If you still haven’t found the key yet, then the next note to try is a D#. If the D# clashes, then you are in the key f A, and if it doesn’t then you can eliminate the key, thus leaving you with the possible keys of E, B, and F#. The next note to try is an A#. If the A# clashes then you are in the key of E, and if it doesn’t then you are down to only two possible remaining keys: B and F#. If you made it to this point, then you’re probably in the key of B for two reasons. The first is that the key of F# is pretty rare, and the second and bigger reason is that the key of F# contains an E#. E# is the enharmonic spelling of the note F, which you already determined clash with the music in question in the very first step of this process. 

I know that was a lot, so some of the above information has been condensed into the following chart for easy reference: 

 

Sharp Note Tested

If It Clashes

If It Blends

F#

You are in the key of C or a flat key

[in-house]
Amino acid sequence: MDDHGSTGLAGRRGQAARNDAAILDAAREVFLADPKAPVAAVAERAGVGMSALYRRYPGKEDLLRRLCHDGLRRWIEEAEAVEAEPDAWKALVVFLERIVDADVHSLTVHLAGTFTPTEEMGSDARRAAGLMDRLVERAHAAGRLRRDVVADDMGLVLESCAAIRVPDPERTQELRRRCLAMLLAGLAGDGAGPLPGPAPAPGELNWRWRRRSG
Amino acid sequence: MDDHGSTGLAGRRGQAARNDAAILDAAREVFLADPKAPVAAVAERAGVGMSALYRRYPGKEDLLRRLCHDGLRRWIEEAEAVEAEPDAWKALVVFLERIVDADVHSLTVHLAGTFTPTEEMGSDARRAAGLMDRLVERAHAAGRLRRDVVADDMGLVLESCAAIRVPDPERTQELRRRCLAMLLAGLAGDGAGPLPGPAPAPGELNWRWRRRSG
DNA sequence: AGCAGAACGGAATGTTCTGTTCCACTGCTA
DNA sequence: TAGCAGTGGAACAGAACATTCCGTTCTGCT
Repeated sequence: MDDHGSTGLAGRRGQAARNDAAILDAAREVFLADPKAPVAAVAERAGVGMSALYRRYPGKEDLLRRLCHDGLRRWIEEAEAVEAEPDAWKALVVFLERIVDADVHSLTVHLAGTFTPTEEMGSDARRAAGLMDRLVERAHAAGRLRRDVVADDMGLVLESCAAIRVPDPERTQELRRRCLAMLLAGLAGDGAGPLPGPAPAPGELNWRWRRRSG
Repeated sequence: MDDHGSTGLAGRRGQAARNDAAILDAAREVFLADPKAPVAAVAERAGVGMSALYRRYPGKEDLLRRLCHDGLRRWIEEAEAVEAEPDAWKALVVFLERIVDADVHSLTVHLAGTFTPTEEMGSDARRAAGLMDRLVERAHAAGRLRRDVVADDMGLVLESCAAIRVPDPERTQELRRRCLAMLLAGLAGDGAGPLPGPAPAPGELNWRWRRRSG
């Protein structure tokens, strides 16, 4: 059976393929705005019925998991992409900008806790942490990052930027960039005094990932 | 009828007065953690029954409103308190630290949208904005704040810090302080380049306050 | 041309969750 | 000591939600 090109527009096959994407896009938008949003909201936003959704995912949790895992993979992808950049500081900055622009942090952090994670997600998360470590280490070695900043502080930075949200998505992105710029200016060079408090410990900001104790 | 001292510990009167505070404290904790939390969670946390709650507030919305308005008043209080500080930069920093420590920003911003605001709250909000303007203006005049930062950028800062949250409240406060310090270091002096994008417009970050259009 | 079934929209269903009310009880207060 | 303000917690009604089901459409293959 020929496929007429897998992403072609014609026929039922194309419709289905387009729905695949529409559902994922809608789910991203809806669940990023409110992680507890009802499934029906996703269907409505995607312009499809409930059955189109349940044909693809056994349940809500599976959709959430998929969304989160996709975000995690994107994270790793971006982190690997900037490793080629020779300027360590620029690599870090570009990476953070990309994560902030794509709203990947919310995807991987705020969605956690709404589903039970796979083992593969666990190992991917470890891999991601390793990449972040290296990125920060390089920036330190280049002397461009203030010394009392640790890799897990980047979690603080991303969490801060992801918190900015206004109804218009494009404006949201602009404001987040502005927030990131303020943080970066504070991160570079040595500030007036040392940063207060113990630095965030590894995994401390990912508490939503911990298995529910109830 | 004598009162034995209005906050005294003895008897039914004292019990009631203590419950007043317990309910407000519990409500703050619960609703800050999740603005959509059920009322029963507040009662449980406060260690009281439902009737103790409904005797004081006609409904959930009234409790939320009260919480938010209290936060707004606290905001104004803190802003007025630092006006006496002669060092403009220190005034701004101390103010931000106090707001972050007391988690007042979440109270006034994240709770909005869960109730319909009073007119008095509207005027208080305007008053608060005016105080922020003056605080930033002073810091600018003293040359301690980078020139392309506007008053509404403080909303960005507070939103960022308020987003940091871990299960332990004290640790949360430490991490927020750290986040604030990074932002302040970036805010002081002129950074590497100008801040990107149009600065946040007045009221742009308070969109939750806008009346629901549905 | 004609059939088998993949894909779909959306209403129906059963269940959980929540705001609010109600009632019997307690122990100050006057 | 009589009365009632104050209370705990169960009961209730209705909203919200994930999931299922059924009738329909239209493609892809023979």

You are in the key of G, D, A, E, B, or F#

C#

You are in the key of G

You are in the key of D, A, E, B, or F#

G#

You are in the key of D

You are in the key of A, E, B, or F#

D#

You are in the key of A

You are in the key of E, B, or F#

A#

You are in the key of E

You are in the key of B or F#

E#

You are in the key of B

You are in the key of F#




 

If You’re In A Flat Key

If you’ve determined that you’re in a flat key, then the process is pretty similar to that of being in a sharp key. As mentioned before, the natural flat keys are F, Bb, Eb, Ab, Db, and Gb, so you’ve already narrowed your options down to one of these. To figure out exactly which of these keys you are in we’re going to play the note that is flated in each key over the music in question, thus eliminating keys until we’re left with whichever key matches your music. You’ve already determined that B-natural clashes with the music in question, but a good way to double check that it’s in a flat ket is to play a Bb note over it. Every flat key contains a Bb, so the Bb should blend smoothly with the rest of the music.